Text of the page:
Remarks at CAREER PI Mentoring/Networking Workshop:

"NSF fosters a network of partnerships to help achieve the nation's goals, recognizing that our academic partners are the leaders who create, integrate, and transfer scientific knowledge. At its very best, our higher education system serves as a creative "hothouse" that supports continuous learning and contributes new knowledge across many disciplines. It is clear that all of you in the CAREER community play a key role in maximizing the nation's scientific capital. Vannevar Bush would be proud!

I call on you as leaders to expand the community of inspiration so that it flourishes at your own institutions. You are in a position to help guide on-going change in academe because you share many talents above and beyond your core areas of expertise. Let me highlight four areas of change underway in the academic community and suggest some of the roles you might play as agents of that change.

First, research and education in higher education is becoming more integrated. As master integrators, you can shepherd this change by making your research the centerpiece of your teaching. This integration gives students a direct experience of the real-world research and discovery processes of science and engineering. It also works the other way: Student perspectives can inject out-of-the-box ideas and questions into research and education thinking.

Second, academe must do more to promote diversity to ensure excellence in the science and engineering workforce. As futurists, you see the connection between broadening participation in university science and engineering programs and creating a U.S. workforce capable of sustaining the nation's S&E momentum. As teachers and advocates within academe, you are already leading by example. Success in this area is essential to creating the community of inspiration.

Third, specialization within institutions of higher learning must be coupled with cross-boundary approaches. As holistic designers, you can lead new generations of learners across disciplinary boundaries. In your research, many of you are already creating exciting new partnerships across disciplines. It's past time to also infuse teaching with the benefits of interdisciplinary thinking.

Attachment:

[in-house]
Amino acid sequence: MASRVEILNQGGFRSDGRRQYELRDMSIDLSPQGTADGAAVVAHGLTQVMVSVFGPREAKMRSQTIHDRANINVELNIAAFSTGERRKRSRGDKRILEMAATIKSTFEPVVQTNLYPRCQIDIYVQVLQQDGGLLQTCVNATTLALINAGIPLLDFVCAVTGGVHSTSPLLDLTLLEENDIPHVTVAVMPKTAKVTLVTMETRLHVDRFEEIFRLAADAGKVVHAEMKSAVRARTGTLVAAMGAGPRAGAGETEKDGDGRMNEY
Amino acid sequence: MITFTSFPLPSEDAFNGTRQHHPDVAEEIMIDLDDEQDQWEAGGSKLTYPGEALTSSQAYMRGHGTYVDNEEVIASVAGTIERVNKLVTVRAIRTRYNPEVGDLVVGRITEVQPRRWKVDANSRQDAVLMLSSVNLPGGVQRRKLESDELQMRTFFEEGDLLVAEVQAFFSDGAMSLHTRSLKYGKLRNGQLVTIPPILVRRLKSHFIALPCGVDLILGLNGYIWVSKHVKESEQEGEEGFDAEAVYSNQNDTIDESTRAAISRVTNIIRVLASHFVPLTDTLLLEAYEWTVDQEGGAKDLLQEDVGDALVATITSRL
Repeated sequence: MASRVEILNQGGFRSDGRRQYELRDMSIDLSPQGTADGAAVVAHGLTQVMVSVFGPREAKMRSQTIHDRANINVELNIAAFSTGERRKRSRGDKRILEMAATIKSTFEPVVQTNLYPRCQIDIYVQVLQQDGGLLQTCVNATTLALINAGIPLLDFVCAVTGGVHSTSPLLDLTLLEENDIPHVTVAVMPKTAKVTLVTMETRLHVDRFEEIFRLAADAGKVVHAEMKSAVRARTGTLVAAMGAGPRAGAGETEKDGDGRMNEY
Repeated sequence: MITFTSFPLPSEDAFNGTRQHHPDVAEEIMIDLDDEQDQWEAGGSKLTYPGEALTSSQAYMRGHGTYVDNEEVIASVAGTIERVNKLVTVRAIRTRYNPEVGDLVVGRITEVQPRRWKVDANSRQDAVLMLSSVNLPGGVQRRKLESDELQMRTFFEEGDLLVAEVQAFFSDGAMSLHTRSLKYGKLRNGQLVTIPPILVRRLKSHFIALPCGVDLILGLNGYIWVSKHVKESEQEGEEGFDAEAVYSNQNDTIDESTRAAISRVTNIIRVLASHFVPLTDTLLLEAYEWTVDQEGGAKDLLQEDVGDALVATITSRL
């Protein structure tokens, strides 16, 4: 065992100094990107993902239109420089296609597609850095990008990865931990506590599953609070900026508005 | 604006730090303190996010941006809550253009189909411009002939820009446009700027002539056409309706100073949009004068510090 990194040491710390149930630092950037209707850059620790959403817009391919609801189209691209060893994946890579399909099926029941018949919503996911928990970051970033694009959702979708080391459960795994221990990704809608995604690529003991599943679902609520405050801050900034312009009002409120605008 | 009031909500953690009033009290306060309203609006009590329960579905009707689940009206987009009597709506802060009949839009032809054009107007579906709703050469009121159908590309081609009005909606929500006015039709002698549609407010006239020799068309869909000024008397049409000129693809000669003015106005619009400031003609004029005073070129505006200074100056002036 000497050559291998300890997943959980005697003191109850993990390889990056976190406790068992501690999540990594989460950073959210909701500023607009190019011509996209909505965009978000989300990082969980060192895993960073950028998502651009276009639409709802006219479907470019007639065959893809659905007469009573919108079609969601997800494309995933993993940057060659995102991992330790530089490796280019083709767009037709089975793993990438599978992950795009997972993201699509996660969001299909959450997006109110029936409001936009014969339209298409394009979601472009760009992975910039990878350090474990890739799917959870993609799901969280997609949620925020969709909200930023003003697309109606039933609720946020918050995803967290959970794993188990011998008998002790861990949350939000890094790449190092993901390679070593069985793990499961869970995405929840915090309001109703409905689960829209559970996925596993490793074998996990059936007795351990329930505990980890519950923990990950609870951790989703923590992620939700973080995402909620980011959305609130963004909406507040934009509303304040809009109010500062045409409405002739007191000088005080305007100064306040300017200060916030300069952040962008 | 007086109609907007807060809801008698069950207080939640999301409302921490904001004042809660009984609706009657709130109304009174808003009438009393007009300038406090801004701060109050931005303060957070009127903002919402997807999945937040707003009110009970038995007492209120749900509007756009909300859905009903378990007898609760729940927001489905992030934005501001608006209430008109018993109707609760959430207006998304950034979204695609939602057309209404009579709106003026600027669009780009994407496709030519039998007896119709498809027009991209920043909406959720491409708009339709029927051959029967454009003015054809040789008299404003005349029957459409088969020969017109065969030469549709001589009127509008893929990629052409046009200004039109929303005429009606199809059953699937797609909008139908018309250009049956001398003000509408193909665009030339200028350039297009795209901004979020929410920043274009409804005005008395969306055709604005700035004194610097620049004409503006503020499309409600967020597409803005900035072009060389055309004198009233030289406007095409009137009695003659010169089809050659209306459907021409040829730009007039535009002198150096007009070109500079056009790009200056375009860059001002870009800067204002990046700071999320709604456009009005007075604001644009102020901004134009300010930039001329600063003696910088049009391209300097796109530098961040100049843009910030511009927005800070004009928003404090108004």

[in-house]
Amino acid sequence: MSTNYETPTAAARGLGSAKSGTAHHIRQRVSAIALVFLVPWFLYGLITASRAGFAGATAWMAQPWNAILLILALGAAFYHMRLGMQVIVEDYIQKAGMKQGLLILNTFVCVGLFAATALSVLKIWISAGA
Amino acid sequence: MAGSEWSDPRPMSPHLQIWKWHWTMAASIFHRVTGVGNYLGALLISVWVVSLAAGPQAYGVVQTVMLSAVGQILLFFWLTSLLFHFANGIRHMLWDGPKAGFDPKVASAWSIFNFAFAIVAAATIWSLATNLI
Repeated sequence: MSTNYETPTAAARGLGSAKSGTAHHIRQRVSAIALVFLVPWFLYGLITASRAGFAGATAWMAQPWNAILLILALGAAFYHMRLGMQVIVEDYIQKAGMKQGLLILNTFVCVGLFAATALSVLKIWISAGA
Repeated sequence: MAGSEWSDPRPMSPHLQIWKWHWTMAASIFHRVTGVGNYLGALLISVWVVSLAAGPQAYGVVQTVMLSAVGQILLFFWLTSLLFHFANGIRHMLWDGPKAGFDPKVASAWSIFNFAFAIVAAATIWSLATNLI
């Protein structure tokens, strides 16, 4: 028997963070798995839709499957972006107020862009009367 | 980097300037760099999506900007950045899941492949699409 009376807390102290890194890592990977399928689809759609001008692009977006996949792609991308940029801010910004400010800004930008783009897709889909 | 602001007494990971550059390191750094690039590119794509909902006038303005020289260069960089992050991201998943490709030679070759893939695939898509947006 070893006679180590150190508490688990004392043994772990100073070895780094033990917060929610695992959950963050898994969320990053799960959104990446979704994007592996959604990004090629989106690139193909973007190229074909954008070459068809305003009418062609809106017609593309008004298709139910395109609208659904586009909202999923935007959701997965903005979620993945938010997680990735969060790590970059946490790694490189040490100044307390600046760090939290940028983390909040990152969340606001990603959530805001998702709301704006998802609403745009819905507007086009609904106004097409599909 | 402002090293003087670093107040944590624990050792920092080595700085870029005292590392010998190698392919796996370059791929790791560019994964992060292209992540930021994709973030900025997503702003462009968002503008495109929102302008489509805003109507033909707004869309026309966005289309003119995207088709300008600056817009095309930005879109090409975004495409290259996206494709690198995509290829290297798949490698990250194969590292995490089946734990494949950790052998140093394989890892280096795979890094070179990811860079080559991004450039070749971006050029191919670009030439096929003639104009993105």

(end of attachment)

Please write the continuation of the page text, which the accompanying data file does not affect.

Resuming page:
And fourth, new kinds of knowledge must be thoroughly and productively infused into the larger society. As enterprise enablers, you can help facilitate dynamic partnerships between the knowledge creators of academe and U.S. business innovators. Your leadership in promoting and sustaining these alliances can expedite the introduction of new ideas and evolving technologies into the economy and the workplace.

Holistic change has been waiting in the wings for many years. In Mission of the University (1930), José Ortega y Gassett foresaw the need for synthesis and integration as a function of academe. He wrote:

"The need to create sound synthesis and systemization of knowledge...will call out a kind of scientific genius which hitherto has existed only as an aberration: the genius for integration. Of necessity this means specialization, as all creative effort does, but this time the [person] will be specializing in the construction of the whole."

Leadership of this kind requires consciousness, courage, and an intuitive interest in the future. A month before the signing of the Declaration of Independence, John Adams looked into our nation's future and wrote:

"We are in the very midst of a revolution the most complete, unexpected and remarkable of any in the history of nations."

228 years later, "we are in the very midst" of a series of new revolutions that will determine our next generations' future. Just like the cosmological universe, human knowledge and our capacities for creating future knowledge are expanding at an exponential, accelerating rate.

These revolutions, both simultaneous and complexly interrelated, provide our richest opportunity in history to strengthen the learning community of our nation across all scales of distance, time, scope and experience. That opportunity is within your talent and capability to achieve.

We trust your judgment and expertise. And we are grateful for your energy and enthusiasm for the challenges ahead.

End of Remarks at CAREER PI Mentoring/Networking Workshop:

So, too, does NSF trust WAGS' judgment and expertise. And so, too, are we grateful for your energy and enthusiasm for the challenges ahead.

Thank you for a lovely visit with you and especially the fine work you do for our nation.

1 Bianca Bernstein, introducer and NSF Director, Division of Graduate Education.
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2 http://www.cur.org/publications/AIRE_RAIRE/toc.asp
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Return to a list of Dr. Bordogna's speeches.